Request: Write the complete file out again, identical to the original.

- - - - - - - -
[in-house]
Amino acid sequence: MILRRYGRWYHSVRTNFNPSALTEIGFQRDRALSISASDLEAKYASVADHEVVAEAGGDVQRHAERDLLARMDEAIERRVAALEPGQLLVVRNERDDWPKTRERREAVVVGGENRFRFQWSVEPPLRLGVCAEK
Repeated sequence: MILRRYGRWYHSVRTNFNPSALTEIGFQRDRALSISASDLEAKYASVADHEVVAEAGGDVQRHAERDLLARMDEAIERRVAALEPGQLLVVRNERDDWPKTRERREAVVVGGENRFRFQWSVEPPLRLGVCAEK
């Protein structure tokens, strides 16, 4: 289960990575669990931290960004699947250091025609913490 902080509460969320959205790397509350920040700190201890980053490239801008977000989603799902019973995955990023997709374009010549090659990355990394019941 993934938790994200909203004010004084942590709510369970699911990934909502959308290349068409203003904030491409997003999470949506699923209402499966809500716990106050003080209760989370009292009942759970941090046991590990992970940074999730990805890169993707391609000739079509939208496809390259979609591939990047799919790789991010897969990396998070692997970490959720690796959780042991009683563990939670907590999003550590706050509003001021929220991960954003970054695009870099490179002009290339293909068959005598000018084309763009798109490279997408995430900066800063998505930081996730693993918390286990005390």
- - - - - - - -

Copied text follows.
[in-house]
Amino acid sequence: MILRRYGRWYHSVRTNFNPSALTEIGFQRDRALSISASDLEAKYASVADHEVVAEAGGDVQRHAERDLLARMDEAIERRVAALEPGQLLVVRNERDDWPKTRERREAVVVGGENRFRFQWSVEPPLRLGVCAEK
Repeated sequence: MILRRYGRWYHSVRTNFNPSALTEIGFQRDRALSISASDLEAKYASVADHEVVAEAGGDVQRHAERDLLARMDEAIERRVAALEPGQLLVVRNERDDWPKTRERREAVVVGGENRFRFQWSVEPPLRLGVCAEK
């Protein structure tokens, strides 16, 4: 289960990575669990931290960004699947250091025609913490 902080509460969320959205790397509350920040700190201890980053490239801008977000989603799902019973995955990023997709374009010549090659990355990394019941 993934938790994200909203004010004084942590709510369970699911990934909502959308290349068409203003904030491409997003999470949506699923209402499966809500716990106050003080209760989370009292009942759970941090046991590990992970940074999730990805890169993707391609000739079509939208496809390259979609591939990047799919790789991010897969990396998070692997970490959720690796959780042991009683563990939670907590999003550590706050509003001021929220991960954003970054695009870099490179002009290339293909068959005598000018084309763009798109490279997408995430900066800063998505930081996730693993918390286990005390």